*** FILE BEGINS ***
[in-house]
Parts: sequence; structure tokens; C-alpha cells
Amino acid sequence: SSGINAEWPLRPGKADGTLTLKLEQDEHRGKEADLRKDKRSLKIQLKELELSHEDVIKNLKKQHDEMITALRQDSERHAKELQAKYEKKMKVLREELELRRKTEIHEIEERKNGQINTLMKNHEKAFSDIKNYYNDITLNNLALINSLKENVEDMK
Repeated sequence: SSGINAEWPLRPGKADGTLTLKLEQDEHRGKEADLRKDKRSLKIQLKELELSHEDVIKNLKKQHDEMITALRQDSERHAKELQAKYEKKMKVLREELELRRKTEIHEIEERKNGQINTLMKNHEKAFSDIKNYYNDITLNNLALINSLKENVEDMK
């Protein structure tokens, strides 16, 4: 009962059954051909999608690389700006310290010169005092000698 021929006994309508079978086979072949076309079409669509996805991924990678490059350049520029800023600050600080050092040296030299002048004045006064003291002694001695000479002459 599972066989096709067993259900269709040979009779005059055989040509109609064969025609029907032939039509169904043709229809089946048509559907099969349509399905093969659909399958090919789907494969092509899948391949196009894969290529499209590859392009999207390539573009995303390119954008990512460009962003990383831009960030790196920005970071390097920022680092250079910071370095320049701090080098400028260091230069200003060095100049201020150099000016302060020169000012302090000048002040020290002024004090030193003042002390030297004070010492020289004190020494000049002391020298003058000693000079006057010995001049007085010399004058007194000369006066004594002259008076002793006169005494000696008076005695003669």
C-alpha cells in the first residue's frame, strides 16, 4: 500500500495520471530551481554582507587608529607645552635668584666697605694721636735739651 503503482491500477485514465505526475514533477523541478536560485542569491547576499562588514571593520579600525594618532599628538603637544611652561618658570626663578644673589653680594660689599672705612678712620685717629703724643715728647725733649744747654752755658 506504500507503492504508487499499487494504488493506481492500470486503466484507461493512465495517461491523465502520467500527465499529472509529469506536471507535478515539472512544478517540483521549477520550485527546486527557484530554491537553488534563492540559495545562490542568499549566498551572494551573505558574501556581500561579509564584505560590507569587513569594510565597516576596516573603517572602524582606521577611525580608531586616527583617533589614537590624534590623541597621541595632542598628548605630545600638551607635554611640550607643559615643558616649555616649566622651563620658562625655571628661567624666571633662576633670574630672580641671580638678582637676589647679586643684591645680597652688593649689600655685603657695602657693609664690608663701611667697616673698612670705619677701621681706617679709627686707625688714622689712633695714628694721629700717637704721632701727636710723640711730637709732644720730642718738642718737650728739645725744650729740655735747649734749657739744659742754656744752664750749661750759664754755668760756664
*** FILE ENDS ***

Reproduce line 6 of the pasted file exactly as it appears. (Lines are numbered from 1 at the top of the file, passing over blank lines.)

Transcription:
C-alpha cells in the first residue's frame, strides 16, 4: 500500500495520471530551481554582507587608529607645552635668584666697605694721636735739651 503503482491500477485514465505526475514533477523541478536560485542569491547576499562588514571593520579600525594618532599628538603637544611652561618658570626663578644673589653680594660689599672705612678712620685717629703724643715728647725733649744747654752755658 506504500507503492504508487499499487494504488493506481492500470486503466484507461493512465495517461491523465502520467500527465499529472509529469506536471507535478515539472512544478517540483521549477520550485527546486527557484530554491537553488534563492540559495545562490542568499549566498551572494551573505558574501556581500561579509564584505560590507569587513569594510565597516576596516573603517572602524582606521577611525580608531586616527583617533589614537590624534590623541597621541595632542598628548605630545600638551607635554611640550607643559615643558616649555616649566622651563620658562625655571628661567624666571633662576633670574630672580641671580638678582637676589647679586643684591645680597652688593649689600655685603657695602657693609664690608663701611667697616673698612670705619677701621681706617679709627686707625688714622689712633695714628694721629700717637704721632701727636710723640711730637709732644720730642718738642718737650728739645725744650729740655735747649734749657739744659742754656744752664750749661750759664754755668760756664